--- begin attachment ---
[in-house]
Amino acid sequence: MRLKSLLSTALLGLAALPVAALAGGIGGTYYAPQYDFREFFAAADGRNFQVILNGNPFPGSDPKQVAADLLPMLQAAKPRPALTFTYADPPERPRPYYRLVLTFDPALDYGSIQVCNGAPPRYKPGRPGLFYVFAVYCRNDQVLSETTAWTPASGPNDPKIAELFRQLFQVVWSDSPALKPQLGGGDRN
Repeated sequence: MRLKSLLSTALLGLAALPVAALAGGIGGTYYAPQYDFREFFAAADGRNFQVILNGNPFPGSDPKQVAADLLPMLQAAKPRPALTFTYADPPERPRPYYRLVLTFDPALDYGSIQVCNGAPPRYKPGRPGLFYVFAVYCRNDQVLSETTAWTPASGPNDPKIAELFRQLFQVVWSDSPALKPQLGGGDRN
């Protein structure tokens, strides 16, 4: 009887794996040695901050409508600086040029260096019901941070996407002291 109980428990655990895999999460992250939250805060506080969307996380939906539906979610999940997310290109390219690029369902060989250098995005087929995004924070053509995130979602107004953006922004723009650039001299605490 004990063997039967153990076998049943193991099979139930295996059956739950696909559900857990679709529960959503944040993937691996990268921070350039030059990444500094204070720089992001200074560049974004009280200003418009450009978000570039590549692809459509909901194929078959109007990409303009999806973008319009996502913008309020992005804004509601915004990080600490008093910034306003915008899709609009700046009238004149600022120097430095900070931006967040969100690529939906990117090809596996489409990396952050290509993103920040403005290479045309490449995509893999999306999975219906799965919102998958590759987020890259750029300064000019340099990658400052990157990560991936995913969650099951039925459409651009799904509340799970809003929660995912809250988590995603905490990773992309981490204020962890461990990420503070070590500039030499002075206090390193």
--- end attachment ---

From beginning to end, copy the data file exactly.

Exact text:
[in-house]
Amino acid sequence: MRLKSLLSTALLGLAALPVAALAGGIGGTYYAPQYDFREFFAAADGRNFQVILNGNPFPGSDPKQVAADLLPMLQAAKPRPALTFTYADPPERPRPYYRLVLTFDPALDYGSIQVCNGAPPRYKPGRPGLFYVFAVYCRNDQVLSETTAWTPASGPNDPKIAELFRQLFQVVWSDSPALKPQLGGGDRN
Repeated sequence: MRLKSLLSTALLGLAALPVAALAGGIGGTYYAPQYDFREFFAAADGRNFQVILNGNPFPGSDPKQVAADLLPMLQAAKPRPALTFTYADPPERPRPYYRLVLTFDPALDYGSIQVCNGAPPRYKPGRPGLFYVFAVYCRNDQVLSETTAWTPASGPNDPKIAELFRQLFQVVWSDSPALKPQLGGGDRN
């Protein structure tokens, strides 16, 4: 009887794996040695901050409508600086040029260096019901941070996407002291 109980428990655990895999999460992250939250805060506080969307996380939906539906979610999940997310290109390219690029369902060989250098995005087929995004924070053509995130979602107004953006922004723009650039001299605490 004990063997039967153990076998049943193991099979139930295996059956739950696909559900857990679709529960959503944040993937691996990268921070350039030059990444500094204070720089992001200074560049974004009280200003418009450009978000570039590549692809459509909901194929078959109007990409303009999806973008319009996502913008309020992005804004509601915004990080600490008093910034306003915008899709609009700046009238004149600022120097430095900070931006967040969100690529939906990117090809596996489409990396952050290509993103920040403005290479045309490449995509893999999306999975219906799965919102998958590759987020890259750029300064000019340099990658400052990157990560991936995913969650099951039925459409651009799904509340799970809003929660995912809250988590995603905490990773992309981490204020962890461990990420503070070590500039030499002075206090390193």